Girl­friend con­cerned about girl friends

The Washington Post Sunday - - DIVERSIONS - Write to Amy Dick­in­son at askamy@tri­ or Ask Amy, Chicago Tri­bune, TT500, 435 N. Michi­gan Ave., Chicago, Ill. 60611. © 2015 by the Chicago Tri­bune AMY DICK­IN­SON

Dear Amy: I have been with my boyfriend for al­most five years.

Lately he seems to want to meet up or hang out with more girls than usual.

He has al­ways had friends through­out our re­la­tion­ship who have been girls, some of whom he had pre­vi­ously even had sex with, but ob­vi­ously they dis­played noth­ing more than a friend­ship and acted as if it never hap­pened. I was okay with th­ese friend­ships.

But isn’t meet­ing new girls kind of like find­ing a new date?

Or does he just want friends out­side the re­la­tion­ship?

I don’t feel the need to meet other peo­ple. I’m com­fort­able fo­cus­ing on our re­la­tion­ship. Is this a sign he is bored?

Won­der­ing Girl­friend

Won­der­ing Girl­friend: It might be sig­nif­i­cant that your boyfriend wants to form new friend­ships with new women, but it also seems sig­nif­i­cant that you don’t want to meet new peo­ple. Are you say­ing that you don’t want to form new friend­ships be­cause your re­la­tion­ship with your boyfriend ful­fills all of your re­la­tion­ship needs? If so, then you might be un­wit­tingly en­cour­ag­ing your guy to seek out new friend­ships as he com­pen­sates for how static your per­sonal life has be­come.

Sta­ble cou­ples don’t al­ways act like a mono­lith, but in a sta­ble and lov­ing re­la­tion­ship, each part­ner is very in­ten­tional about not caus­ing jeal­ousy or dis­tress to their part­ner.

Most im­por­tant, you should be ask­ing your boyfriend about his feel­ings and his re­ac­tion to your long-term re­la­tion­ship. If his fe­male friend­ships make you feel jeal­ous, anx­ious or wor­ried that you or your re­la­tion­ship are bor­ing, then you should be hon­est about it.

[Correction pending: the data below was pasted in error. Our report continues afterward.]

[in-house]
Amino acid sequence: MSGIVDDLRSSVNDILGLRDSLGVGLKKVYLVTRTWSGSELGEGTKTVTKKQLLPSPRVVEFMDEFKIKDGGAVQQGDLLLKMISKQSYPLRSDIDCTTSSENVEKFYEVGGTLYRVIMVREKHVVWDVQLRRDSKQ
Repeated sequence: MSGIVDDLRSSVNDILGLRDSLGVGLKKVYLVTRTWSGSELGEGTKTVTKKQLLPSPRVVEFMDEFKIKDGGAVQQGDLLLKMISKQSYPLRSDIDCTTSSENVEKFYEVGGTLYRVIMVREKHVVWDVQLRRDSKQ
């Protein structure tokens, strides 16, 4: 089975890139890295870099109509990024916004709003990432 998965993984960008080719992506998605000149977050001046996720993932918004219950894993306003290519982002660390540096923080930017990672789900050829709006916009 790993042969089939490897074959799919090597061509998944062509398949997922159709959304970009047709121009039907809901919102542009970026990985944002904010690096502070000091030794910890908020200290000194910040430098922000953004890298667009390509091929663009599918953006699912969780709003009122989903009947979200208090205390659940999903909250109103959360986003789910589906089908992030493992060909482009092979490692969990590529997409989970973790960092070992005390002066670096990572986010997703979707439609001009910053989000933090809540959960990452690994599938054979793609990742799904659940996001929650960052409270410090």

Dear Amy: I have been in treat­ment with ra­di­a­tion and chemo­ther­apy for eight months for a brain tu­mor and I look like it, too.

I am tired and bald, but I still try to stick to an ex­er­cise sched­ule and do my own gro­cery shop­ping. When I am out and about and I have been greeted a num­ber of times by strangers with “How are you?” I find it hard to re­spond like I used to.

A cou­ple of times I have tried an hon­est an­swer and told the greeter the truth, that I feel pretty aw­ful and, of course, no­body re­ally lis­tens to what I am say­ing.

I would like to sug­gest a greet­ing like “Hey There” be used for can­cer pa­tients. I know I would re­ally ap­pre­ci­ate that, and I sus­pect some of my fel­low can­cer pa­tients would, too.

Can­cer Pa­tient

Can­cer Pa­tient: If strangers are greet­ing you with the phrase “How are you?” when you are very ob­vi­ously un­well, this could very well be their way of of­fer­ing you an ac­knowl­edg­ment, with­out ask­ing for — or de­serv­ing — spe­cific health-re­lated an­swers from you. You might an­swer by say­ing, “I’m hang­ing in, thank you.”

I think the fact that strangers are greet­ing you at all is a sign that you are in­spir­ing friend­li­ness and gen­eros­ity from other peo­ple. That is a good thing, and you de­serve credit, as well as a firm “thumbs up” from me.

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